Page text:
Reply

Genevieve June 9, 2011 at 10:58 am

David, thank you so much for your very kind comments! Feedback like that definitely keeps me going. I’m so glad you you were able to really use landscape fabric in a way that was appropriate to your goals. It can be useful if you know what you’re doing and use it right. Go, you!

Reply

Larry LaGattuta November 11, 2011 at 7:36 am

Hi from Michigan -

I have a 200 square foot area of very poor soil and roots along a lakeside shore. My plan was to lay down some landscape fabric and then cover it with six to eight inches of good topsoil and turn it into a lawn. Any comments would be appreciated.

Reply

Genevieve November 11, 2011 at 9:51 am

Larry – do that! Just leave out the landscape fabric, as there is no need for it and it will do a lot of harm and never break down. The roots will go right through it in time and it will be a profound mess. Other than that your plan sounds great! Topdress with a half inch of compost yearly for best results into the future.

Reply

John February 2, 2012 at 10:00 pm

How does this sound: I have a 45 degree grade about 120 feet wide and 3-4 foot deep that slopes downward from my front lawn to the hard surface county road. It is in grass which is dormant for the next couple of winter months. I want to avoid mowing the slope from here on out, so I am purchasing enough Dewitt fabric and pins to cloak the slope in multiple layers. After a few weeks I plan to cut holes and plant blue rug junipers in diamond patterns along the entire slope. Anything wrong with this picture?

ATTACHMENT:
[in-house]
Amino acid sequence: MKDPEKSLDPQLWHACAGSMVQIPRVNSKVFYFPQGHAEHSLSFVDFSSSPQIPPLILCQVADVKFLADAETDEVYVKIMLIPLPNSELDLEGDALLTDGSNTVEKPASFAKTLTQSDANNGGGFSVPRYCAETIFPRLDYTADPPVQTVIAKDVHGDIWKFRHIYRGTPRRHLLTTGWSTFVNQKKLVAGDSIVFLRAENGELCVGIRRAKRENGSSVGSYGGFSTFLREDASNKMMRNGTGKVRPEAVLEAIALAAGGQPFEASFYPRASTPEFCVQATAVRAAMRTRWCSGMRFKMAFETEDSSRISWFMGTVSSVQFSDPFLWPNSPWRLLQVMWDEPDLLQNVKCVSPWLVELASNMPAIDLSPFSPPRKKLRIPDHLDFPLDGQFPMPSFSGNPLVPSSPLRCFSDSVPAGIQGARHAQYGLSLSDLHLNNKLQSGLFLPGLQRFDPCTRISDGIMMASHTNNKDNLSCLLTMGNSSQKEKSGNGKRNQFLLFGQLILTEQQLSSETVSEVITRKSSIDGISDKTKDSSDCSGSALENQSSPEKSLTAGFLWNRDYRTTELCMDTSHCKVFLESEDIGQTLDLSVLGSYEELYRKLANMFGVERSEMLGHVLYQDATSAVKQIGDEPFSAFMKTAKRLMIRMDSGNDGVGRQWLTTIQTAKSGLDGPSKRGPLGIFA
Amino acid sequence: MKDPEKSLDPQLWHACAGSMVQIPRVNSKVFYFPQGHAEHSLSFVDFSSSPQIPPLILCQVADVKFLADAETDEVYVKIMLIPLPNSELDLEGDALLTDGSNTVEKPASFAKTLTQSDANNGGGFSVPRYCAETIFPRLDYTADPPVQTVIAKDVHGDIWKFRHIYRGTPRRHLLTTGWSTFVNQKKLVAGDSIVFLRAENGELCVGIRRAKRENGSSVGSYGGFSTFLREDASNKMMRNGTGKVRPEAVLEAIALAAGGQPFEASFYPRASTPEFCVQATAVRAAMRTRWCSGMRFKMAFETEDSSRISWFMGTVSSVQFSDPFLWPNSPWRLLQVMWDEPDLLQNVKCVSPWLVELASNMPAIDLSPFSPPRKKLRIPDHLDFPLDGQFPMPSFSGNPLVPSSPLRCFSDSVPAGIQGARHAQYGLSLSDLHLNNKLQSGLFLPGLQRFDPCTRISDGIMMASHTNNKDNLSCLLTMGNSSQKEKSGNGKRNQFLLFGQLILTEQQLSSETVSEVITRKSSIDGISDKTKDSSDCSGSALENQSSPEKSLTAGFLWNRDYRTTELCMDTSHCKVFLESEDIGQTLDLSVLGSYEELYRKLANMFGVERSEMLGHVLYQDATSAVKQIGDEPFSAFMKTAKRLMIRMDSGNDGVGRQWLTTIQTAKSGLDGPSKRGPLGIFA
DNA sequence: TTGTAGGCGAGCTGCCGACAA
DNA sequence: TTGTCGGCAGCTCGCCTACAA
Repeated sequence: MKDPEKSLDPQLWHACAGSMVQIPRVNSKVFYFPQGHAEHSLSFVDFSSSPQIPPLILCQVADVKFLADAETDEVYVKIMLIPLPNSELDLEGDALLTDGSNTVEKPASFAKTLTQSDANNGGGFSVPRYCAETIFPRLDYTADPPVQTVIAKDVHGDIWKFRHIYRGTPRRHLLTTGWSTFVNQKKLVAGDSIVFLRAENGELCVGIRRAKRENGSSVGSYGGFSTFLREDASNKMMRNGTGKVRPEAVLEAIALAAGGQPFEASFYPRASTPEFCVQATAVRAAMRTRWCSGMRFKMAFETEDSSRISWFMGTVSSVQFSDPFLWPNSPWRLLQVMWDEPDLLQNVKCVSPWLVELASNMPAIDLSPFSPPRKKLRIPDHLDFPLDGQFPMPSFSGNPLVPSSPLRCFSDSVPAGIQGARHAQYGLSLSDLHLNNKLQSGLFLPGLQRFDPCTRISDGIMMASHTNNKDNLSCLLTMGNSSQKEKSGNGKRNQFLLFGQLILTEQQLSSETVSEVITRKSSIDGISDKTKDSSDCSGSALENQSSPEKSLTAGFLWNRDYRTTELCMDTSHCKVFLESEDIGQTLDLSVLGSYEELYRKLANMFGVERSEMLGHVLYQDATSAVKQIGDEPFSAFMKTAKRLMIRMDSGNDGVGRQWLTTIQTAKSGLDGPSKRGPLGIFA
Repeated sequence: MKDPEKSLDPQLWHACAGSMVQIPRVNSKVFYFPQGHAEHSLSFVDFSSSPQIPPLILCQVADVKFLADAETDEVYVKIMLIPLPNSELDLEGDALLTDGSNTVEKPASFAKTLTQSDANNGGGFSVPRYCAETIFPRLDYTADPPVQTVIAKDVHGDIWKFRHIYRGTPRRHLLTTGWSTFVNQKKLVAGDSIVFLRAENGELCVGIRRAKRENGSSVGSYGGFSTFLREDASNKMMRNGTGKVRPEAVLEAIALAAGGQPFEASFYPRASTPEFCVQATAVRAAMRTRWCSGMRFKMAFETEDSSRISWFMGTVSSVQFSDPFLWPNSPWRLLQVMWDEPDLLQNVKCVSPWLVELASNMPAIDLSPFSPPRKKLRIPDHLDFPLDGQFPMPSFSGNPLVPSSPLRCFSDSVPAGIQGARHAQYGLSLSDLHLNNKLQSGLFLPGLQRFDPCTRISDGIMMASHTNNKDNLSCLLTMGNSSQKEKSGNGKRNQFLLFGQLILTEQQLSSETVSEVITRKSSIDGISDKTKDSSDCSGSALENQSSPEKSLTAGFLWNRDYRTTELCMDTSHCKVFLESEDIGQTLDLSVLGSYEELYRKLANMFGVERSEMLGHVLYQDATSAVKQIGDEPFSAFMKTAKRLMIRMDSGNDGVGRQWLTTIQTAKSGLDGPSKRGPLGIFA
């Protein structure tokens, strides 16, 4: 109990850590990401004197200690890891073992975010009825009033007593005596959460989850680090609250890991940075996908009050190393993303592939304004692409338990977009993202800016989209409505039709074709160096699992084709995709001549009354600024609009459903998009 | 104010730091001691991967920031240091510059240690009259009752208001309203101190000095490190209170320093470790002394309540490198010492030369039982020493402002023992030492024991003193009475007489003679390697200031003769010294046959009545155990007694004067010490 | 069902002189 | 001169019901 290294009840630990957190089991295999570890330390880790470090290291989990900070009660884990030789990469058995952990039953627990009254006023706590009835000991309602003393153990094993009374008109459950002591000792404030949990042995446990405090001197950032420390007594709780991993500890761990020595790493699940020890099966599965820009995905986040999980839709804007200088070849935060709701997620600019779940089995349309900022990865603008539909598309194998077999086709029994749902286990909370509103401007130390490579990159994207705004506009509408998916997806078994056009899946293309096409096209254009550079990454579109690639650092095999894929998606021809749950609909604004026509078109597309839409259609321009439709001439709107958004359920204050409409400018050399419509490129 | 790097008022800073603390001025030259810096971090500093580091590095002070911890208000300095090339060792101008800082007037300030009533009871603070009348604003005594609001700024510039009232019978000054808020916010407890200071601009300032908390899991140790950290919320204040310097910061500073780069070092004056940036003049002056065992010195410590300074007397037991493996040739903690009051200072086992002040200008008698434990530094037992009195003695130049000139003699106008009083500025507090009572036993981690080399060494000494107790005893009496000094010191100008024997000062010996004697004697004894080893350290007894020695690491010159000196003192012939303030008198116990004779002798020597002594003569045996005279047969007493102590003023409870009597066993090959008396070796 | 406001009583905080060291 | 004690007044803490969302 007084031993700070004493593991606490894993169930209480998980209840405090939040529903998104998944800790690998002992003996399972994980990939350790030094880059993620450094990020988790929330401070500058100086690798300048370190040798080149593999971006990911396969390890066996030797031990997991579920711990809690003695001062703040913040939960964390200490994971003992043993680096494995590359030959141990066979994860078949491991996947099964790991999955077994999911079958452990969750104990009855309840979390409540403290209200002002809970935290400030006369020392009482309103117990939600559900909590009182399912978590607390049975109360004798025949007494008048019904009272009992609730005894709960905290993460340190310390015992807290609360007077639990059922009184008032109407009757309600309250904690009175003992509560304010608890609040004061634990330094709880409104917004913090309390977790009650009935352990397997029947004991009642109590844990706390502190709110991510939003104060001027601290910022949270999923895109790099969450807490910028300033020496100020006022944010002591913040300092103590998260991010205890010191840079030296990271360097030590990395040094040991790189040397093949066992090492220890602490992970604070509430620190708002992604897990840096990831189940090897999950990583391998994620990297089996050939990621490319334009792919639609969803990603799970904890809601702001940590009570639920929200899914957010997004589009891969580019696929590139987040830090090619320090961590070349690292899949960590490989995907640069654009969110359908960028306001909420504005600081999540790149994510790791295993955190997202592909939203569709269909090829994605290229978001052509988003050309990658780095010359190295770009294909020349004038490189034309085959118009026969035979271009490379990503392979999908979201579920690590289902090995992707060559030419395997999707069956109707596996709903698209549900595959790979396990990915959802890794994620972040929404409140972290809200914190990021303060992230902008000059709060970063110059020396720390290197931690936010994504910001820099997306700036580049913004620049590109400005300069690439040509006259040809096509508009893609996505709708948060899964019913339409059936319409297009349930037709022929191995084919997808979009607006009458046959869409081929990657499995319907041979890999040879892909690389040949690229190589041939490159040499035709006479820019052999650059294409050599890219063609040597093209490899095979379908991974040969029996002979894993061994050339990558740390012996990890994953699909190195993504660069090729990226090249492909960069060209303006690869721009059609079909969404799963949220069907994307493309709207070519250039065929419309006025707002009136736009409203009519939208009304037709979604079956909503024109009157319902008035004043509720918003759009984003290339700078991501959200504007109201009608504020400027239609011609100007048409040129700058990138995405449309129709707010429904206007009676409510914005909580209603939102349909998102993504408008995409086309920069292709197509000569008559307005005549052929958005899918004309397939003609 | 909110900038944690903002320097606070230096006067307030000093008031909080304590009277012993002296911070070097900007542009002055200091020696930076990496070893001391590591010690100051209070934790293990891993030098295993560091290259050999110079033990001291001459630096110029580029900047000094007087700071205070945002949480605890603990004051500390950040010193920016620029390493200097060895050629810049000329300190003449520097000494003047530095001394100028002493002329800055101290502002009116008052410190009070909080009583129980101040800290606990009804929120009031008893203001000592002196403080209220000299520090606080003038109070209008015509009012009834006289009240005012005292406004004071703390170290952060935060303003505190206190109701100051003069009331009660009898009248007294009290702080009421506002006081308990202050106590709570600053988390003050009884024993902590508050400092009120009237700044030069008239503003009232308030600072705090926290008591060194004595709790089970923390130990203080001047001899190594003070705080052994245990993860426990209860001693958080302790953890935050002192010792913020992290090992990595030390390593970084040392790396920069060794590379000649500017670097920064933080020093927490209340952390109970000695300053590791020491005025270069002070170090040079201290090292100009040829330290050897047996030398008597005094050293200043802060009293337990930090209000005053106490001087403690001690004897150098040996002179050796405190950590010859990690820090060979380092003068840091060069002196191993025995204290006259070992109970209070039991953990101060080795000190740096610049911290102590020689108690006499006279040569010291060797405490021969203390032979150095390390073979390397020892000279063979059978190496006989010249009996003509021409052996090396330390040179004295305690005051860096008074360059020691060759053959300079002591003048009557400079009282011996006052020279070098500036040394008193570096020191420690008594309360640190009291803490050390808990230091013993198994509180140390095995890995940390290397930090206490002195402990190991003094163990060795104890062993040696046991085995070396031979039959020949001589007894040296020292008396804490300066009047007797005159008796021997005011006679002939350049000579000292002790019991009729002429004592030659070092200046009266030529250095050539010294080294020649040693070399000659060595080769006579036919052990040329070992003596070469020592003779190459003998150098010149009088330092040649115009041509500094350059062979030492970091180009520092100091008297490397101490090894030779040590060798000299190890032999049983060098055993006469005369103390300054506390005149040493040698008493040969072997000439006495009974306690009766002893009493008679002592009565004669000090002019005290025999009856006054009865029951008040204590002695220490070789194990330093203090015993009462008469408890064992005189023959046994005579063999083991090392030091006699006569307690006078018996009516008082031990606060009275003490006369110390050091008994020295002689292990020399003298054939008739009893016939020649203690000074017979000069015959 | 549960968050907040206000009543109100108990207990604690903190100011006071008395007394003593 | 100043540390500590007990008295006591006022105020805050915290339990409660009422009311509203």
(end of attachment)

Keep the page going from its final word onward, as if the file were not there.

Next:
Reply

Genevieve February 2, 2012 at 10:36 pm

John, I see a lot that is wrong with this picture, but I don’t feel comfortable advising on it. Please take the time to schedule a consultation with a local landscape contractor who can advise on the particulars of your situation.

Reply

Patsy March 4, 2012 at 6:00 pm

Thanks so much for the advice on how to install the landscape fabric and recommending a sturdy brand. We have about 100 ft. of garden bed to prepare for planting and being up in age we can’t be out there every other day weeding. So we hope the fabric will cut down on that chore.

Thanks again for the great advice.

Patsy

Reply

Kevin April 4, 2012 at 11:52 am

My wife and I would like to reclaim our planting beds which are overrun with several varieties of agressive groundcover that propogate by underground tubers. We have spent countless hours trying to dig up and otherwise erradicate the stuff only to come up short year after year. Will landscape fabric be able to supress an agressive groundcover? Thanks in advance for the advice.

Reply

Genevieve April 4, 2012 at 12:08 pm

Kevin, I wish I could answer that well, but the answer depends on so many factors that we’d need to get on the phone and do a proper consultation about it to get to the bottom of it, and that’s not a service I offer. Can I recommend that you google “garden coach” and your area and see if you can find a landscape consultant who can come out and see the area and speak with you about it?